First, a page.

The love of being a student: the story of Irene Steiner

It’s never too late to return to school – especially when your formative years have been shattered by displacement, living as a Jew in central Europe during World War II, and never being certain what the next day would bring.

Life was all about avoiding capture or worse for young Irene Steiner after she had to leave Romania and then struggle to survive
as an orphan in Budapest where she used her combination of street smarts and innocence to avoid deportation and death.

When the year ended, new threats emerged from Russian liberators, but Steiner managed to make her way under extreme circumstances to Palestine where civil war and invasion soon threatened Israel’s first year.

Though never harmed physically, that saga of her tumultuous teenaged years is told in her recently published memoir, A Life of the Twentieth Century (, written under the nom-de-plume Irene Even. (Even is Hebrew for stone, Stein in German and Yiddish.) It is a remarkable story.

The next part of her life, one that will be inspiring to many, is how a deep desire to learn, then to teach, led to her overcoming great obstacles to return to school after she and her family emigrated to Montreal in 1952. It took her 17 years.

In 1969 when she was 40, after an acrimonious divorce, Steiner was consumed by a desire to resume her education – a move that resulted in her becoming a teacher and earning three undergraduate degrees, the last one being a B.A. from Concordia in Philosophy and Classics, which she completed last year at 88.

It was a mighty challenge from the beginning. She had two children who themselves had just started university.

English was a third language after her native Hungarian and her second language, Hebrew. She now had to tackle French.

It was a heroic undertaking, but when Steiner enrolled in night classes at the Grade 9 level at the former Sir George Williams University, she was such an impressive student that the principal called her into his office, and advised Steiner to go to university.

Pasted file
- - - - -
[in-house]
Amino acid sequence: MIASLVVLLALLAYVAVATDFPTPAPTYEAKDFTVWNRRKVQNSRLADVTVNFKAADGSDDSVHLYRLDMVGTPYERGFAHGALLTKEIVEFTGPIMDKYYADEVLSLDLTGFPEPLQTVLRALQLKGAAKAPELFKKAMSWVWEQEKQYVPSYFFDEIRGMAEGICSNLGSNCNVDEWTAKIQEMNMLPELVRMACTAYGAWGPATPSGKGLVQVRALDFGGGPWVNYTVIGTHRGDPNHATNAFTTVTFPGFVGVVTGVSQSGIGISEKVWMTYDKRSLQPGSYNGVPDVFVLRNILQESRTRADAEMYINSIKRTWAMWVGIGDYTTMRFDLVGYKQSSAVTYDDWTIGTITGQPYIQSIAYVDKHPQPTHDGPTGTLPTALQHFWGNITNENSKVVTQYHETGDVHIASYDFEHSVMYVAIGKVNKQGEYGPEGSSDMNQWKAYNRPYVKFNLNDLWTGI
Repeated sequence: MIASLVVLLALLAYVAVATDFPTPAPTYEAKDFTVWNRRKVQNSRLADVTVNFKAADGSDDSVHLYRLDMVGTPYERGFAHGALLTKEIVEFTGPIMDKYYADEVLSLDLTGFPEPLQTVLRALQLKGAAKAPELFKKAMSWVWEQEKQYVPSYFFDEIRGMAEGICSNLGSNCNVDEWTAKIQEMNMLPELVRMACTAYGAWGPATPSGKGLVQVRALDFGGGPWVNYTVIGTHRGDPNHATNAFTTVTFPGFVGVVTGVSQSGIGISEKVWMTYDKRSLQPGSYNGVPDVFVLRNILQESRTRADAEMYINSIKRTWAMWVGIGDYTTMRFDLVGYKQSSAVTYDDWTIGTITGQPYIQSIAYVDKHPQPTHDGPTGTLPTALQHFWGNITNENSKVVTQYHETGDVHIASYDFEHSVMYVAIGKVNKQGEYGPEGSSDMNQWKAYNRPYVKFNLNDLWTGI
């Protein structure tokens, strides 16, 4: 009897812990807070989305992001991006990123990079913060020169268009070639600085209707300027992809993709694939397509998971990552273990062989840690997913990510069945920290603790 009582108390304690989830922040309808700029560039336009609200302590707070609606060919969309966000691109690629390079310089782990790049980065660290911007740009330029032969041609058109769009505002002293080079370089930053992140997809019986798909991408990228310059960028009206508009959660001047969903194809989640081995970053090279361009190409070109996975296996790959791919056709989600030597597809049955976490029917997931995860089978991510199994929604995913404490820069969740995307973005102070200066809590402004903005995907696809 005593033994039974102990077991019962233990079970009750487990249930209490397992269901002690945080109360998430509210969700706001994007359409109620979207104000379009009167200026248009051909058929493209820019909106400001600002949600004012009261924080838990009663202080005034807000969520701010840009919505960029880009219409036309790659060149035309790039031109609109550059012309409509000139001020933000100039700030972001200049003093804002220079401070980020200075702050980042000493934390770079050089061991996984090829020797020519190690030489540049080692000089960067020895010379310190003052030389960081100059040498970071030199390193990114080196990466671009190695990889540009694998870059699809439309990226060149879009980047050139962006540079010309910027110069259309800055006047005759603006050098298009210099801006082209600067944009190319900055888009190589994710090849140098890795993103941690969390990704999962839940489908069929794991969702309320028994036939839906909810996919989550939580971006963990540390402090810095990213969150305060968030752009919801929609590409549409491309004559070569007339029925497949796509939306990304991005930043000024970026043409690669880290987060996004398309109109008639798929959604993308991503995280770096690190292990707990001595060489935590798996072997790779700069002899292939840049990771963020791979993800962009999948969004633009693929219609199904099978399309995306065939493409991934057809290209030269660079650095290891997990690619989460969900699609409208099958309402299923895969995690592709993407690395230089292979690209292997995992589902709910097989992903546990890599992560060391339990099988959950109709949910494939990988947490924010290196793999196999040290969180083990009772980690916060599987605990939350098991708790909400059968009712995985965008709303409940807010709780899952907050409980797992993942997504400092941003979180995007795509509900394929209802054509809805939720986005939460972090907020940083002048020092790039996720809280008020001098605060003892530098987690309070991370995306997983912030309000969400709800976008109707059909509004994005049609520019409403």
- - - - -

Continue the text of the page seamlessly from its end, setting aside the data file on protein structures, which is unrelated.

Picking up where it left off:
“If she hadn’t done that, I probably would not have continued with my education,” Steiner recalled. She completed CEGEP at Concordia in three years with a major in history and minor in French literature, began university courses in 1972, and with a lot of summer courses under her belt, graduated from Concordia with her first B.A., in History and French literature.

“I had no concept of my age, I just wanted to study. I took all kinds of courses, such as Italian, Shakespeare, Philosophy, and Children’s Literature.”

Steiner followed that up with a diploma in Education from McGill University and then returned to Israel where she worked as a teacher for more than 20 years, mainly in the town of Sderot, a regular target for rocket attacks from the nearby Gaza Strip.

It was a tough assignment for any teacher, but Steiner found a way to communicate with her high school students that earned her their respect and that of her colleagues and superiors. She headed the English department and received the coveted Teacher of the Year award.

She says she never had discipline problems. “In order to motivate them you have to make them succeed, and then they are going to do everything. I just love the kids, I really, really loved them.”